Indictment of the Reagan Administration's belief about the requirements of national security


Freedom at Risk

Secrecy, Censorship, and Repression in the 1980s

edited by Richard O. Curry

paper EAN: 978-0-87722-660-4 (ISBN: 0-87722-660-1)
$20.95, Jul 89, Out of Stock Unavailable
cloth EAN: 978-0-87722-543-0 (ISBN: 0-87722-543-5)
$46.50, Sep 88, Out of Stock Unavailable
448 pp

"A credible and alarming exposť of the Reagan administrationís disregard for First Amendment values and its aggressive attempts to institutionalize government secrecy, censorship and repression."
Publishers Weekly

The Reagan Administrationís belief that "individual liberties are secondary to the requirements of national security" has led to a massive assault on civil liberties that is unparalleled in American history in its scope and intensity. This indictment of the Reagan Administration examines how exaggerated fears of Soviet capabilities, hostility to the concept of an open society, as well as a search for "total security" and a revolution in constitutional law have not only justified but have institutionalized an attack on the Bill of Rights in ways that will be difficult if not impossible to eradicate.

While citing historical precedent for counter-subversive crusades, the contributors to Freedom at Risk discuss an alarming number of incidents and ways in which the Reagan Administration has made radical departures with the past in its zealous enforcement of secrecy, censorship, and repression, especially with regards to Central American policies.


"The depressing dope about disinformation, domestic surveillance, drug testing, and other federal foul play. Splendidly comprehensive."
Village Voice Literary Supplement

"Its message could hardly be more timely. It should be prized by scholars and experts: it also cries out for the readership of all Americans concerned with the damage inflicted on the process of opinion formation, and with the preservation of Constitutional freedoms endangered by the misguided Reaganite obsession with 'national security' as the all-purpose justification for trampling on rights recognized after long years of struggle."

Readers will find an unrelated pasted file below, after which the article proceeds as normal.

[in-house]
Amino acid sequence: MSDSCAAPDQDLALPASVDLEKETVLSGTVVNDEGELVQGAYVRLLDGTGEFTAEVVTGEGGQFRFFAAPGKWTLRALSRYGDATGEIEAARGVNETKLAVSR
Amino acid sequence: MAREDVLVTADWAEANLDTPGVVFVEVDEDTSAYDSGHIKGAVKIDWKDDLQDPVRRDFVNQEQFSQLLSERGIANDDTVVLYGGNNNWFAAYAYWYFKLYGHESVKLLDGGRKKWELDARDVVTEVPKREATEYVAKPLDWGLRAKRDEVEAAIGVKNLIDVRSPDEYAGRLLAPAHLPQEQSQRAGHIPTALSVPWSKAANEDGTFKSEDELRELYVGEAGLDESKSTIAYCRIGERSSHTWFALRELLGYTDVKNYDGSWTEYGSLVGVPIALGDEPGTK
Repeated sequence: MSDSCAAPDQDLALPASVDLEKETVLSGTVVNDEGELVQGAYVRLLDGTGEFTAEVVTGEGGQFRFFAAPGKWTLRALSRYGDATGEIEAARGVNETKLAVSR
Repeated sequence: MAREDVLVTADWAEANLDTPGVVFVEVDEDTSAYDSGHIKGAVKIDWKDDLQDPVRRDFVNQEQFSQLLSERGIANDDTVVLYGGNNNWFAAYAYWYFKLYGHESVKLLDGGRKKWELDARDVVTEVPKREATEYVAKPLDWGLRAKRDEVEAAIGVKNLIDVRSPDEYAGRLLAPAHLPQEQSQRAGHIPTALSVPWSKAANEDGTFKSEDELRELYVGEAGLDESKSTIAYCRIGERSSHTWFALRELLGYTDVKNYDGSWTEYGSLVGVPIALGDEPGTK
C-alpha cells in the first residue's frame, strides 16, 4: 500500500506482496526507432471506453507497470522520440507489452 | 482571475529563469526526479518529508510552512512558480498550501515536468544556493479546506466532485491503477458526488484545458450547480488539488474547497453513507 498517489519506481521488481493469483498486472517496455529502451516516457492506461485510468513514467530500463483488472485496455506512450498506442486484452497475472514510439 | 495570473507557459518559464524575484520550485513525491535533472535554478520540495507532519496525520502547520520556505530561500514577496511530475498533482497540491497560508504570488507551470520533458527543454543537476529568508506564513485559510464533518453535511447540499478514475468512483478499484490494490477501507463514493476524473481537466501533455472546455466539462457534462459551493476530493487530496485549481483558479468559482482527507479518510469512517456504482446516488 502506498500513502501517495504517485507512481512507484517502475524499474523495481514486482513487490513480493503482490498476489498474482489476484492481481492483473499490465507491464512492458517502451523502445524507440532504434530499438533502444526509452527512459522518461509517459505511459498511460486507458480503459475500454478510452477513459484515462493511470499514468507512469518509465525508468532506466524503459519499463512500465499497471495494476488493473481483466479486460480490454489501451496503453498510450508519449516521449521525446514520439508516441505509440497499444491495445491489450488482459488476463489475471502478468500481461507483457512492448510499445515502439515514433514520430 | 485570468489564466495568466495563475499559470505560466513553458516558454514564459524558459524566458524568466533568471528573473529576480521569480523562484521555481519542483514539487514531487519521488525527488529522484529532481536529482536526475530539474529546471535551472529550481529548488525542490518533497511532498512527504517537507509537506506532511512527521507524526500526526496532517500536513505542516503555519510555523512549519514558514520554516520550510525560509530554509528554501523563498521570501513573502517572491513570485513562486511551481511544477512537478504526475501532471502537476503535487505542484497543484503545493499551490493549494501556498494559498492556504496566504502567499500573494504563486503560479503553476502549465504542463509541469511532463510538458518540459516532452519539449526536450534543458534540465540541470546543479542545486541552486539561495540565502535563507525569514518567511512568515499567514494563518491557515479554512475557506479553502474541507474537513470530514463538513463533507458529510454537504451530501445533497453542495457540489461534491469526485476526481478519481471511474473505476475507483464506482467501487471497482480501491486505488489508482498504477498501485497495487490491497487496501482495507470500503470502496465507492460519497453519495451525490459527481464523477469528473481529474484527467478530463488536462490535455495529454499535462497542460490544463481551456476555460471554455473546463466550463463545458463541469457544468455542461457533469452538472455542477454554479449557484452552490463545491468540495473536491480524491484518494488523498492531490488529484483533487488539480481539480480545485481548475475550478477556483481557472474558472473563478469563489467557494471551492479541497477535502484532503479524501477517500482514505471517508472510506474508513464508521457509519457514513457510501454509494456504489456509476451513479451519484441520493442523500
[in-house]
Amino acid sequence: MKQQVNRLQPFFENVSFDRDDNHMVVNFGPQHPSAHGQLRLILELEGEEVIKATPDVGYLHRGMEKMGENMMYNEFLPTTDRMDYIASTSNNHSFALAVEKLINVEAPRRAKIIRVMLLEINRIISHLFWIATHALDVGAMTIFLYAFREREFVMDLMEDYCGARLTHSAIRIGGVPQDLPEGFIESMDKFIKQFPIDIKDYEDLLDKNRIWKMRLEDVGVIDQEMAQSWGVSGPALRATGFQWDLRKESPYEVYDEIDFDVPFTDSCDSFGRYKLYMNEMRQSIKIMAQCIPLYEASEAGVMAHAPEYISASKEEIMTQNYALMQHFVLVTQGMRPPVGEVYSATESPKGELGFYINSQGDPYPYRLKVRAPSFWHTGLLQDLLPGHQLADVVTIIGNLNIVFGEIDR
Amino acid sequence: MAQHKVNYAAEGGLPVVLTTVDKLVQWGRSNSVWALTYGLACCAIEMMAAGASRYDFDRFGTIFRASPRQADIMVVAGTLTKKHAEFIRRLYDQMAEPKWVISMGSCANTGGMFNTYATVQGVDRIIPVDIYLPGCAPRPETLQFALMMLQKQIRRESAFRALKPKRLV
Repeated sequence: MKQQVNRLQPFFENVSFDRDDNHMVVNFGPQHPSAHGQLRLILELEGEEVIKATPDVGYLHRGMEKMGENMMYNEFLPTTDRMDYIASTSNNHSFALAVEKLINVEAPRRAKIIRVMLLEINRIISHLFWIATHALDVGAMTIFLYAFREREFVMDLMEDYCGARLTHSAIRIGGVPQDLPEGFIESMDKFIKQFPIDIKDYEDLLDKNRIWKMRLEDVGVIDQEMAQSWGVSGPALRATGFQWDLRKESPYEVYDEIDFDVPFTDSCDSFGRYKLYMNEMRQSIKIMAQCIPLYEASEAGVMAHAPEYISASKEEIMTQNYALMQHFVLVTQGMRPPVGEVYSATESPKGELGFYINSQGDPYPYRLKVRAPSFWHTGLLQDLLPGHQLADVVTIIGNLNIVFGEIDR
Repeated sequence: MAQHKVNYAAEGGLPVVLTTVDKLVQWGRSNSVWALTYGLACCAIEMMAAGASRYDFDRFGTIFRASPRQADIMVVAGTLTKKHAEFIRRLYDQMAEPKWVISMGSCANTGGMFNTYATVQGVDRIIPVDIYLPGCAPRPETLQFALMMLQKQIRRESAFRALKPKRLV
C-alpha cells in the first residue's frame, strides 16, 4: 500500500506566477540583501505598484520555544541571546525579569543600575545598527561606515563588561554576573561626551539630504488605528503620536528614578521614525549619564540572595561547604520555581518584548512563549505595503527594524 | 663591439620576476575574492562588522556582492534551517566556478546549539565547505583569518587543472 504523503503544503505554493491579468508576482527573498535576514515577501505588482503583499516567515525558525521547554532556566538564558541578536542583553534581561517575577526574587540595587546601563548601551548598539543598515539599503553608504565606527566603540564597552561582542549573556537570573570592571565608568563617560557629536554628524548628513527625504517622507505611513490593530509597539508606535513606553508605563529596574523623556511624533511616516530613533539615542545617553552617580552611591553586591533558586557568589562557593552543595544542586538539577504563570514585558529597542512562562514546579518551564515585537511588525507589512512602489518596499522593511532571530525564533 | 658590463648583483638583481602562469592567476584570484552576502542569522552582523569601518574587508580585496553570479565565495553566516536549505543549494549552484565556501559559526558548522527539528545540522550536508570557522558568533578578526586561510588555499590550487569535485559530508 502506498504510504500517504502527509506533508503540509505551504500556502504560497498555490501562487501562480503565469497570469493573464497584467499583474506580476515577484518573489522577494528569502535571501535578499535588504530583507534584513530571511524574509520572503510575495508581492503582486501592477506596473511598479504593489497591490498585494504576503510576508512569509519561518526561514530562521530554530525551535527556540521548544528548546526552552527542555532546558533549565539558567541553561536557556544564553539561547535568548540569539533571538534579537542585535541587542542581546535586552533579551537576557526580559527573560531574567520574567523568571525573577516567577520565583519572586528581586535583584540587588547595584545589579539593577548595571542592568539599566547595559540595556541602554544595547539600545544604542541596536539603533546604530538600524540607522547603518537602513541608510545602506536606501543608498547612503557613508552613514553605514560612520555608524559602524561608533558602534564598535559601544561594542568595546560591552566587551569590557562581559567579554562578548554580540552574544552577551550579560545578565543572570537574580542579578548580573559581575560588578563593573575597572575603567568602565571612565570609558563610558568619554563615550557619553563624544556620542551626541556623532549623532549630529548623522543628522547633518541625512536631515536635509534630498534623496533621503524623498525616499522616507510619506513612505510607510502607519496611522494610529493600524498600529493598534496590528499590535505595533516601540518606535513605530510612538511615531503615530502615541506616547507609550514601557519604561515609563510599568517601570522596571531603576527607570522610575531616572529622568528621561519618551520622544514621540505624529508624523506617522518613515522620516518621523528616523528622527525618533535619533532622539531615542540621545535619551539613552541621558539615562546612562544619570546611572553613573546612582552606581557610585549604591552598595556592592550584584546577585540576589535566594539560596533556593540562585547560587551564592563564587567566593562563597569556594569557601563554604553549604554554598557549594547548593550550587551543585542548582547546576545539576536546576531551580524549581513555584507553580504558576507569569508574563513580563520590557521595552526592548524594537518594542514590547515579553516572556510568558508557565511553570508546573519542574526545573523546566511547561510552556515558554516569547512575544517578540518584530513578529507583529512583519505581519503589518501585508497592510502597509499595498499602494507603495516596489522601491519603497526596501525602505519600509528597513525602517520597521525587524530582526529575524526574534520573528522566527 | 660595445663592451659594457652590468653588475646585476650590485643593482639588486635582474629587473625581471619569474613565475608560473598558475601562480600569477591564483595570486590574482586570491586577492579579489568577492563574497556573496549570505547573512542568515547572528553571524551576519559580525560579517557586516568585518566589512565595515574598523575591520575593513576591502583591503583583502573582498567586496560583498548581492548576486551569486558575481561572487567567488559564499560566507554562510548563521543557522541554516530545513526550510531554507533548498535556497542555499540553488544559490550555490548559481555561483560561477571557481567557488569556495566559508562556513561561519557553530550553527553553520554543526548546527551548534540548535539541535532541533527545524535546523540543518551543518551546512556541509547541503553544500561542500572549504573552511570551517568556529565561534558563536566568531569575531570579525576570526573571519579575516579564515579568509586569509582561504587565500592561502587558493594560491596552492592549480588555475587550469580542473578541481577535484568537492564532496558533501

Frank J. Donner, author of The Un-Americans and Age of Surveillance

"More clearly and precisely than any book I am aware of, this volume of essays explains just how the Reagan Administration, since 1981, has clipped, gouged, and plain ignored the Bill of Rights. Even people who are generally aware of what has been happening will be stunned by the frightening range of constitutional violations. If our next Resident would be faithful to his oath of office, he should read and reread this book."
Prof. Norman Dorsen, President, American Civil Liberties Union

"This is a wide-ranging treatment, both hard hitting and reasoned, of secrecy, censorship, and repression at the hands of the Reagan operatives who, as self-styled conservatives, should know better A stellar roster of experts dramatizes the vulnerabilities of the American creed of freedom to attacks on many fronts. An especially timely book as we approach the Bill of Rights bicentennial."
James MacGregor Burns, Williams College

About the Author(s)

Richard O. Curry is Professor of American History at the University of Connecticut.

Contributors: Thomas G. Paterson, Stephen H. Unger, Judith Schenck Koffler, Walter Schneir, Miriam Schneir, Richard Delgado, John Shattuck, Donna A. Demac, Diana M. T . K. Autin, Geoffrey R. Stone, William Preston, Jr., Harry G. Levine, Craig Reinarman, Louis Wolf, Martin Garbus, Mark Schapiro, Jamie Kalven, Michael McConnell, Athan Theoharis, Michael Ratner, Margaret Randall, Thomas I . Emerson, Steven Burkholder, Ellen Ray, Nat Hentoff, Eleanor Stein, Janet Raloff, Renny Golden, and the editor.

Subject Categories

American Studies
Political Science and Public Policy


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